The next necessary step would be to study the function of parenting for the development of the children. Therefore, our modified study on "Value of Children and Intergenerational Relations" aims to fill this deficit (Trommsdorff, 2001). Starting from an eco-cultural and developmental approach, a model will be tested which includes (1) the cultural values and socio-economic factors as contextual factors, (2) the person variables such as individual beliefs, attachment, and value orientations, (3) the relationship variables with respect to a) the own child (including preferred child-rearing practices and investments in the child) and b) the own parents (including given support). The relationships among these three aspects (context, person, parent-child relationship) are studied for three (biologically related) generations: adolescents, mothers, and grandmothers in (at least) six cultures (Germany, Israel, Turkey, Republic of Korea, China, and Indonesia) (Trommsdorff & Nauck, 2001). Multi-level analyses are planned to take context, person, and relationships into account. We are, in short, attempting to gain insight into universal and culture-specific processes of development over the life span, and to shed light on the transmission of values over several generations. In the process we plan to contribute to the understanding of interactions between individual development, intergenerational relations, and social change.

Conclusions

This short chapter has highlighted some advantages and difficulties related to a life-span developmental cultural psychology. The method of comparing psychological phenomena in different cultural contexts allows for the testing of universalities and for taking into account culture-specific aspects of these processes. The opportunity to overcome an ethnocentric bias is therefore offered along with the chance to disentangle otherwise confounded variables. One may especially control the effects of certain contextual conditions which can be theoretically assumed to affect development (e. g., socio-economic structure, cultural values, family system) without however being able to fully account for the complexity of the context. Still, one may select those contexts which represent the most relevant theoretical variables.

Two more aspects on the relation between culture and development are to be mentioned. First, socio-cultural conditions and changes affect human development. Second, human development affects the socio-cultural context and may contribute to cultural stability and change. Both sides have to be taken into account (Trommsdorff, 2000). To give an example, changes in adolescent and adult development on account of changing gender roles have affected the family system and in the long run affect the demographic structure of the population. This in turn will affect developmental options for the younger and the older generation, and at the same time this will affect socio-economic changes including the rise of new social institutions (e.g., care systems for the elderly), changing intergenerational relations, and related changes in individual development. Thus, the study of human development over the life span taking into account the cultural context may contribute to a better understanding of the relations between complex individual behavior and culture.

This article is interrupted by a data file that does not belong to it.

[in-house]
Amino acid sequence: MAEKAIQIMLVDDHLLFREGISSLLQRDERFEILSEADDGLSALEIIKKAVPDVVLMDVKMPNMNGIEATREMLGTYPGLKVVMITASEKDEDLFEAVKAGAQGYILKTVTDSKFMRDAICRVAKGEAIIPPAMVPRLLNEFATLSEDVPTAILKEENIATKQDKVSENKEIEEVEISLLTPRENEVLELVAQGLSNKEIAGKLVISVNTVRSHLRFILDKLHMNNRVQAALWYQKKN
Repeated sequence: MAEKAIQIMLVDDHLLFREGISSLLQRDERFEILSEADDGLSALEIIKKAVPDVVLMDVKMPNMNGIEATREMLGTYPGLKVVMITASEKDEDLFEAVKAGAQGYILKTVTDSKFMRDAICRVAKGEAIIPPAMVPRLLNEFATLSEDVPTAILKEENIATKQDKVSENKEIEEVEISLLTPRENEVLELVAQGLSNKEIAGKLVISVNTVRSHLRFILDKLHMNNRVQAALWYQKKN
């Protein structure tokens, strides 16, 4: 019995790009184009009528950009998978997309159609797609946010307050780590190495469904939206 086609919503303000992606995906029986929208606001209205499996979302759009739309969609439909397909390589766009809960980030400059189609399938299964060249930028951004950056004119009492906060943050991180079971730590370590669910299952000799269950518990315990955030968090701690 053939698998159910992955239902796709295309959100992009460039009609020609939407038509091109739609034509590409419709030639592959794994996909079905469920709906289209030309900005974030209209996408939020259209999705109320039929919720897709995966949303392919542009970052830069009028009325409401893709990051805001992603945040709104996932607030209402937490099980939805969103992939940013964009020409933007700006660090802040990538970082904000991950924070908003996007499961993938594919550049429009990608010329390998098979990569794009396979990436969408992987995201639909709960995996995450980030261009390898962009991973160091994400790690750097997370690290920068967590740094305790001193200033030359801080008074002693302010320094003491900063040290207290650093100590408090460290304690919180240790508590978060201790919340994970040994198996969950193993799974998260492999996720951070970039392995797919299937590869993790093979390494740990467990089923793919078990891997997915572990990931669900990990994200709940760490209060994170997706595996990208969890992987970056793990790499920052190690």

About the Author

Professor Dr. Gisela Trommsdorff is Chair of Developmental Psychology and Cross-Cultural Psychology, Department of Psychology, University of Konstanz. She is a member of several scientific and advisory committees, including the Scientific Advisory Board of the Socio-Economic Panel (SOEP), Council for Science and Research of the Bavarian Ministry of Science and Culture, Selection Committee of the TransCoop-Program (German-American Academic Council, Humboldt Foundation), Expert Group of the Swiss Priority Programme (SPP) "Switzerland: Towards the Future," Swiss National Science Foundation. Since 1989 she has been Vice President of the German-Japanese Society for Social Sciences (Nichidoku Shakaikagaku Gakkai). She is a member of several editorial and advisory boards for national and international journals, including Culture and Psychology; International Journal of Behavioral Development; Kölner Zeitschrift für Soziologie und Sozialpsychologie; Asian Journal of Social Psychology, Journal of Cross-Cultural Psychology; Journal of KronoScope. Her honors include Visiting professor at Keio University, Tokyo; Kansai University, Osaka; Institute for Statistical Mathematics, Tokyo (invited as research fellow by the Monbusho and the Japan Society for the Promotion of Science). Her main research interests include Cross-cultural parent-child relationships, values, socio-emotional development, and development of intentions . For more details, see http:\\www.uni-konstanz.de/FuF/SozWiss/fg-psy/ag-entw/index.htm.

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Questions for Discussion

1. What is the advantage to study life span development from a cross-cultural perspective?
2. How is culture related to parent-child relations?
3. How are cultural values transmitted to the next generation?
4. a) Is the dichotomy between autonomy and relatedness reasonable, and b) What is its relevance for development in culture?
5. Give examples of a) a universal and b) a culture-specific phenomenon in development?